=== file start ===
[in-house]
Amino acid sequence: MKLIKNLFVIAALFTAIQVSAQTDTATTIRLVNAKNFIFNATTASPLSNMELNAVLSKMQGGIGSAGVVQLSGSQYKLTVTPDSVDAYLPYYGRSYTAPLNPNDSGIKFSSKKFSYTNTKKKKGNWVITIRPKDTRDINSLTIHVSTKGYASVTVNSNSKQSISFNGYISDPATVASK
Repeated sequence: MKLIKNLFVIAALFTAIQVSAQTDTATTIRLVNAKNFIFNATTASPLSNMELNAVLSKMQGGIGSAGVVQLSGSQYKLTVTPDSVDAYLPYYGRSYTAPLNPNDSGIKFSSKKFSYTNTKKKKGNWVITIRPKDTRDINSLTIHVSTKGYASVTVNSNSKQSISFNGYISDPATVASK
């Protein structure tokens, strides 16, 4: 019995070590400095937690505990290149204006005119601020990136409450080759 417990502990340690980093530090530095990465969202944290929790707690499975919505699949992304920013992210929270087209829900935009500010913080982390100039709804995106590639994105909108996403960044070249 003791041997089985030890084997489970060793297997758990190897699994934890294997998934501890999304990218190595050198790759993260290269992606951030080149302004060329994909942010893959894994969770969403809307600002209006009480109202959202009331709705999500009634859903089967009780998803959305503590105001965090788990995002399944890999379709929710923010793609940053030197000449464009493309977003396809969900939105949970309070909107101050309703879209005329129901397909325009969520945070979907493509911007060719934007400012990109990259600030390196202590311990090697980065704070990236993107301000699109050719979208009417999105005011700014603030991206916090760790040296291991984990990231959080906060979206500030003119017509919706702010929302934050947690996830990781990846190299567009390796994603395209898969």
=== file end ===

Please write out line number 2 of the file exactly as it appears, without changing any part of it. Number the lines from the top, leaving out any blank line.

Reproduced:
Amino acid sequence: MKLIKNLFVIAALFTAIQVSAQTDTATTIRLVNAKNFIFNATTASPLSNMELNAVLSKMQGGIGSAGVVQLSGSQYKLTVTPDSVDAYLPYYGRSYTAPLNPNDSGIKFSSKKFSYTNTKKKKGNWVITIRPKDTRDINSLTIHVSTKGYASVTVNSNSKQSISFNGYISDPATVASK